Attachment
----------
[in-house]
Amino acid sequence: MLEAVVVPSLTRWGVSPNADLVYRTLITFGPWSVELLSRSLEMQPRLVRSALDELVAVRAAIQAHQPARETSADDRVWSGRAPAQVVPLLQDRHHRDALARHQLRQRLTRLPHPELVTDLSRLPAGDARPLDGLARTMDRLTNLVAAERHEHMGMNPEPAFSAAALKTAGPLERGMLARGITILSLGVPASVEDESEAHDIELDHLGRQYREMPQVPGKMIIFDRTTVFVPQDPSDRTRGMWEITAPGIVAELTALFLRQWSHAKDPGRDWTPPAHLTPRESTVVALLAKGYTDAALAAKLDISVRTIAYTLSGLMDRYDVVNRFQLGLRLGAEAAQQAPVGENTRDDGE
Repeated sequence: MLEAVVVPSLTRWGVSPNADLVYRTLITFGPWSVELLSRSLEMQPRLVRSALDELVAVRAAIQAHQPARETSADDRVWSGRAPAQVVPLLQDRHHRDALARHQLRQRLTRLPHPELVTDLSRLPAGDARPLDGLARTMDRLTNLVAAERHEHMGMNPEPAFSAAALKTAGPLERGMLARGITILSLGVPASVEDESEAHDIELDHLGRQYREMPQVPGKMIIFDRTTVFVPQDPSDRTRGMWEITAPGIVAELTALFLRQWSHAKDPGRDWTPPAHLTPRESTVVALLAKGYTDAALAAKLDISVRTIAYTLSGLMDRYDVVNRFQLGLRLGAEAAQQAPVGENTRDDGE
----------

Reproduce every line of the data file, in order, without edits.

[in-house]
Amino acid sequence: MLEAVVVPSLTRWGVSPNADLVYRTLITFGPWSVELLSRSLEMQPRLVRSALDELVAVRAAIQAHQPARETSADDRVWSGRAPAQVVPLLQDRHHRDALARHQLRQRLTRLPHPELVTDLSRLPAGDARPLDGLARTMDRLTNLVAAERHEHMGMNPEPAFSAAALKTAGPLERGMLARGITILSLGVPASVEDESEAHDIELDHLGRQYREMPQVPGKMIIFDRTTVFVPQDPSDRTRGMWEITAPGIVAELTALFLRQWSHAKDPGRDWTPPAHLTPRESTVVALLAKGYTDAALAAKLDISVRTIAYTLSGLMDRYDVVNRFQLGLRLGAEAAQQAPVGENTRDDGE
Repeated sequence: MLEAVVVPSLTRWGVSPNADLVYRTLITFGPWSVELLSRSLEMQPRLVRSALDELVAVRAAIQAHQPARETSADDRVWSGRAPAQVVPLLQDRHHRDALARHQLRQRLTRLPHPELVTDLSRLPAGDARPLDGLARTMDRLTNLVAAERHEHMGMNPEPAFSAAALKTAGPLERGMLARGITILSLGVPASVEDESEAHDIELDHLGRQYREMPQVPGKMIIFDRTTVFVPQDPSDRTRGMWEITAPGIVAELTALFLRQWSHAKDPGRDWTPPAHLTPRESTVVALLAKGYTDAALAAKLDISVRTIAYTLSGLMDRYDVVNRFQLGLRLGAEAAQQAPVGENTRDDGE